Sandbagging plans for a new monument is a waste of political capital
The politics of statues have found an unlikely new would-be victim in Paris — the deceased French rock-star, Johnny Hallyday.
Green Party members of the city council attempted last week to cancel plans for a six-metre tall monument to “notre rocker national”, outside the Bercy concert and sports hall in the east of the French capital.
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They failed. The statue — a five-metre-high mast in the shape of an electric guitar handle with a sculpture of a Harley-Davidson motorbike on top — will be unveiled by Hallyday’s widow Laetitia in September.
The Greens, junior members of the city’s ruling alliance, objected to the statue on several grounds: aesthetics; commercialism; the fact that motorcycles, unlike bicycles, emit fumes.
They were suspected of having another reason, though. Many younger and Left or green-leaning French people regard Johnny Hallyday, who died in 2017 aged 74, as being “pas cool”. He started out in 1959 as a teenager accused of polluting France with American music, not motorbike fumes. He then became part of the establishment — a symbol of national pride and a friend of conservative politicians like Jacques Chirac and Nicolas Sarkozy.
In a 30-minute debate in the city council, the city’s Socialist mayor, Anne Hidalgo, said that the statue was a tribute to an “immense artist” who had appeared 101 times in the Bercy arena. She invited her Green allies to avoid “caricaturing themselves”.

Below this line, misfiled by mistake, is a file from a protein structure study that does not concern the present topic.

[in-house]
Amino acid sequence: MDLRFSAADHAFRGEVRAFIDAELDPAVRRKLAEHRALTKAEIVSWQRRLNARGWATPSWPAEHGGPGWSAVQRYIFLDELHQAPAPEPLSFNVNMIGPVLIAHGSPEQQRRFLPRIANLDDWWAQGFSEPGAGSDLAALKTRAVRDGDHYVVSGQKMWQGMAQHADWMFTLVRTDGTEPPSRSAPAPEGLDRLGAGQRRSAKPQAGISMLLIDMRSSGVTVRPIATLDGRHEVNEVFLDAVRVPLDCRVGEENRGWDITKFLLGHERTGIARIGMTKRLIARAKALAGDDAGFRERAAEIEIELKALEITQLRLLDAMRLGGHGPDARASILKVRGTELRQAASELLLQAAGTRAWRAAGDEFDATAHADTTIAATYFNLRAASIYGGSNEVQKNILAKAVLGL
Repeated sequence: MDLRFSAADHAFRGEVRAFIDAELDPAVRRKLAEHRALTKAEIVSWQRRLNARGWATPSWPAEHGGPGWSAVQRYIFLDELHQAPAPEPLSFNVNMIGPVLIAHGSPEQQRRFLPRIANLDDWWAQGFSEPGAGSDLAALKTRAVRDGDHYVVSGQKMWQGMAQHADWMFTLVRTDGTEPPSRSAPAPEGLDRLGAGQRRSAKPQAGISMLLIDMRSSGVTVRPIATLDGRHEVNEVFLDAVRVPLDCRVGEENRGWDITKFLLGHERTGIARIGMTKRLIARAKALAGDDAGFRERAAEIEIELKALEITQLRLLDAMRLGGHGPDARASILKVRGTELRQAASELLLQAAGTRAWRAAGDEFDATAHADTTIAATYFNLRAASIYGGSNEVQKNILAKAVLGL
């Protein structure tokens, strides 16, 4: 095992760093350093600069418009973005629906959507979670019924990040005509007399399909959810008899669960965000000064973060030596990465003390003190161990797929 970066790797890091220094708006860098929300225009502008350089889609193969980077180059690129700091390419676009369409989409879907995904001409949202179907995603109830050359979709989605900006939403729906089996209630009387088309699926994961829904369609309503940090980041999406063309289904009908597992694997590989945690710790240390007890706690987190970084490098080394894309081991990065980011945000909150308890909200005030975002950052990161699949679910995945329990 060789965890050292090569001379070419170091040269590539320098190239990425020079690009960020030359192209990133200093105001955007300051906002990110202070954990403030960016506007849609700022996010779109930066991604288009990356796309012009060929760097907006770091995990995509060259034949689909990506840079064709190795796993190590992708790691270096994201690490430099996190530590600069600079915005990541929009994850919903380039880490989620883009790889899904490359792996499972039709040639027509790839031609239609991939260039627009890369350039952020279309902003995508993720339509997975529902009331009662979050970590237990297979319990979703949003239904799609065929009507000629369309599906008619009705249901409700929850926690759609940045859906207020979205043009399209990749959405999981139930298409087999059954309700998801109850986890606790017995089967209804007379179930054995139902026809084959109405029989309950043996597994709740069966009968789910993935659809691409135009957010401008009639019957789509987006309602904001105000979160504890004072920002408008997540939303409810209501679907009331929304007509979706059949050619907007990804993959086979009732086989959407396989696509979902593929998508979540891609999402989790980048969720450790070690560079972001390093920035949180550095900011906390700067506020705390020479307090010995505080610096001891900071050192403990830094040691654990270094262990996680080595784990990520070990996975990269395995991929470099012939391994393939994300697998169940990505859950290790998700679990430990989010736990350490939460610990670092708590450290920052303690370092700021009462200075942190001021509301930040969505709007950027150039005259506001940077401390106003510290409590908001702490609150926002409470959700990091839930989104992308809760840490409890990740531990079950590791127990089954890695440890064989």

Centre-Right councillors accused the Greens of cultural snobbery. Valérie Montandon said Johnny Hallyday was “part of our common history, our French heritage…It’s incredibly impudent to seek always to question our cultural foundations, especially when it’s anything to do with popular culture.”
Johnny Hallyday (born Jean-Philippe Smet) was crazy about motorbikes. He owned a score of them, including ten Harley-Davidsons.
In his unruly youth, he rode a motorbike into a Paris night club. In his later years, he spent much of his time in Los Angeles where he was a complete unknown — just another ageing Elvis wannabe — and could ride his bikes into the desert undisturbed.
The monument to Johnny had been sculpted by the septuagenarian artist Bertrand Lavier and donated to the city of Paris by the art gallery owner Kamel Mennour. It will now be inaugurated in September by Laetitia Hallyday, when the area in front of the Bercy stadium and concert hall, near the Gare de Lyon, will be named the “Esplanade Johnny Hallyday”.
There are two morals to this story. First: the obsessive priggishness of some French Greens is complicating alliances with more traditional and populist parts of the Left. Second: marvel at the extraordinary trajectory of “Johnny” (a better singer than les anglo-saxons ever admitted ) from corrupter of youth to national monument on a plinth.